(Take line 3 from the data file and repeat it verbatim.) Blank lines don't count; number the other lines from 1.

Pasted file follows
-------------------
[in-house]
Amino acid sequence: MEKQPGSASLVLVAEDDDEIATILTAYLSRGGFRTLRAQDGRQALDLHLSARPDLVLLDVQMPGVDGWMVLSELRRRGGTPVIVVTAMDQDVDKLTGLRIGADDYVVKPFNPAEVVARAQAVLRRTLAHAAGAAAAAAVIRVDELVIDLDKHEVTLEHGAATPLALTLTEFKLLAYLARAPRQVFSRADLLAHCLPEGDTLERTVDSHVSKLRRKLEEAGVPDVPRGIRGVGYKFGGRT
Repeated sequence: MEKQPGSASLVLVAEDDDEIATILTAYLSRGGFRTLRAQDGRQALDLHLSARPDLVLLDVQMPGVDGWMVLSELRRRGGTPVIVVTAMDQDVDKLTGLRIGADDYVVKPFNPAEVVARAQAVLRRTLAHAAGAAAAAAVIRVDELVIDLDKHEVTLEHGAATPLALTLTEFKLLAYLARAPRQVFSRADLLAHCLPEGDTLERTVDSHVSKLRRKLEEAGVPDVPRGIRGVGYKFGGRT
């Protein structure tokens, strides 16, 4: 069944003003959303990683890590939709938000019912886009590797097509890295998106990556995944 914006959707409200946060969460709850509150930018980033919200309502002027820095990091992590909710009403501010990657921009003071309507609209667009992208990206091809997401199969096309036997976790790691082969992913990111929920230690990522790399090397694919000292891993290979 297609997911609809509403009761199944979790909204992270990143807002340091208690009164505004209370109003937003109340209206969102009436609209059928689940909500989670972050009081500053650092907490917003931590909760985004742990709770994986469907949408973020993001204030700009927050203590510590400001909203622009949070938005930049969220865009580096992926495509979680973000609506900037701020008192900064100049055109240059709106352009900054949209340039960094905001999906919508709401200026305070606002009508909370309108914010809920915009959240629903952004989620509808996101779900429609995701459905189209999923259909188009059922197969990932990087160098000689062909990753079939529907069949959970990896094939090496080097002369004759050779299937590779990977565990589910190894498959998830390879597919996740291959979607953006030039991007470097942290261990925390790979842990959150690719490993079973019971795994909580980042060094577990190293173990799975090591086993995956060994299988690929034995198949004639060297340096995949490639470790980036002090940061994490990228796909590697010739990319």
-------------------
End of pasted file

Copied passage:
Repeated sequence: MEKQPGSASLVLVAEDDDEIATILTAYLSRGGFRTLRAQDGRQALDLHLSARPDLVLLDVQMPGVDGWMVLSELRRRGGTPVIVVTAMDQDVDKLTGLRIGADDYVVKPFNPAEVVARAQAVLRRTLAHAAGAAAAAAVIRVDELVIDLDKHEVTLEHGAATPLALTLTEFKLLAYLARAPRQVFSRADLLAHCLPEGDTLERTVDSHVSKLRRKLEEAGVPDVPRGIRGVGYKFGGRT